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BCOR and BCORL1 mutations in myelodysplastic syndromes and related disorders

Frederik Damm, Virginie Chesnais, Yasunobu Nagata, Kenichi Yoshida, Laurianne Scourzic, Yusuke Okuno, Raphael Itzykson, Masashi Sanada, Yuichi Shiraishi, Véronique Gelsi-Boyer, Aline Renneville, Satoru Miyano, Hiraku Mori, Lee-Yung Shih, Sophie Park, François Dreyfus, Agnes Guerci-Bresler, Eric Solary, Christian Rose, Stéphane Cheze, Thomas Prébet, Norbert Vey, Marion Legentil, Yannis Duffourd, Stéphane de Botton, Claude Preudhomme, Daniel Birnbaum, Olivier A. Bernard, Seishi Ogawa, Michaela Fontenay, Olivier Kosmider

Key points

  • Despite a low frequency BCOR mutations might be considered as a key gene in risk stratification.

  • Deep sequencing technologies show that BCOR mutations arise commonly after other concomitant mutations in MDS.

Abstract

Patients with low-risk myelodysplastic syndromes (MDS) that rapidly progress to AML remain a challenge in disease management. Using whole-exome-sequencing of a MDS patient, we identified a somatic mutation in BCOR gene also mutated in AML. Sequencing of BCOR and related BCORL1 genes in a cohort of 354 MDS patients identified a total of 15 patients with inactivating BCOR mutations (15/354=4.2%) and 3 with BCORL1 mutations (3/354=0.8%). BCOR mutations were associated with RUNX1 (P=0.002) and DNMT3A mutations (P=0.015). Moreover, mutations of BCOR (4/54=7.4%) and BCORL1 (1/54=1.8%) were found in a cohort of 54 CMML, while BCORL1 mutations were found in 9.1% of 22 AML-MRC patients. Using deep sequencing, we show that BCOR mutations arise after mutations affecting genes involved in splicing machinery or epigenetic regulation. In univariate analysis, BCOR mutations were associated with poor prognosis in MDS (OS: P=0.013; cumulative incidence of AML transformation: P=0.005). Multivariate analysis including age, IPSS, transfusion dependence, ASXL1, CBL, RUNX1, TEL/ETV6, and TP53 mutation status confirmed a significant inferior OS to patients with BCOR mutation (HR: 3.3; 95%CI 1.4–8.1; P=0.008). These data suggest that BCOR mutations define the clinical course rather than disease initiation. Despite infrequent mutations, BCOR analyses should be considered in risk stratification.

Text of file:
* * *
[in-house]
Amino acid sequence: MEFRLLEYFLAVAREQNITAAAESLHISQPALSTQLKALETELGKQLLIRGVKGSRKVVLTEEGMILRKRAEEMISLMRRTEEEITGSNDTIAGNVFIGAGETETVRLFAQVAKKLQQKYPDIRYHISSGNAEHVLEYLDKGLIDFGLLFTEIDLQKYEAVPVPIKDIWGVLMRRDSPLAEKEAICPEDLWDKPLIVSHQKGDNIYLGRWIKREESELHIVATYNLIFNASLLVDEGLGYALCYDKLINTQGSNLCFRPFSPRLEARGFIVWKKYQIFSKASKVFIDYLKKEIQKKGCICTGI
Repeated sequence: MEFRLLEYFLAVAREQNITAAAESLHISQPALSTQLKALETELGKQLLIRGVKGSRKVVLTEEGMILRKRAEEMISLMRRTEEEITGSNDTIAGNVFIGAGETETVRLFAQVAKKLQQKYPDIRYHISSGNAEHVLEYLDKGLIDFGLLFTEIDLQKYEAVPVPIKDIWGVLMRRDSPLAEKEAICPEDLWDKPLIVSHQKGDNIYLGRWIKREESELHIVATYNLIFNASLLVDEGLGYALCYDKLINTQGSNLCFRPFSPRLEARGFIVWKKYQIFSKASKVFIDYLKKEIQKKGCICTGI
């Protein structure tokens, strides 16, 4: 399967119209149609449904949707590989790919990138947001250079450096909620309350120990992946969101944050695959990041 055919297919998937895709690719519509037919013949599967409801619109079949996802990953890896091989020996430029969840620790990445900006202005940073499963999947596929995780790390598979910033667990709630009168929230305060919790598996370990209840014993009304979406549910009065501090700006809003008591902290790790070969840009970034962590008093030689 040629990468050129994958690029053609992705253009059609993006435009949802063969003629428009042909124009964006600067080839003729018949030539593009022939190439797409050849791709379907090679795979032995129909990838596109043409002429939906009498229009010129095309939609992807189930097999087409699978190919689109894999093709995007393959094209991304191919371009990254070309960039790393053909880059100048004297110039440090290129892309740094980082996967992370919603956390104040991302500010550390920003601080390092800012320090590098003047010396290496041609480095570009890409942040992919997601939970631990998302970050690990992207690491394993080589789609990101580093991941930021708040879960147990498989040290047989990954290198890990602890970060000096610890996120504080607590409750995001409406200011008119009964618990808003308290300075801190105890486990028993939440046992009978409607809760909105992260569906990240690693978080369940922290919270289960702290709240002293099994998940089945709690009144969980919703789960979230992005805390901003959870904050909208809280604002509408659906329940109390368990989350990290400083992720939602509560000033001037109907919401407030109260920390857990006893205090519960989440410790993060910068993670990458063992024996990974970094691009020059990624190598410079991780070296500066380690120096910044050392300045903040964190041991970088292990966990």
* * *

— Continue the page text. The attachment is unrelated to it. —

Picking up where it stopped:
• Submitted November 27, 2012.
  • Accepted September 8, 2013.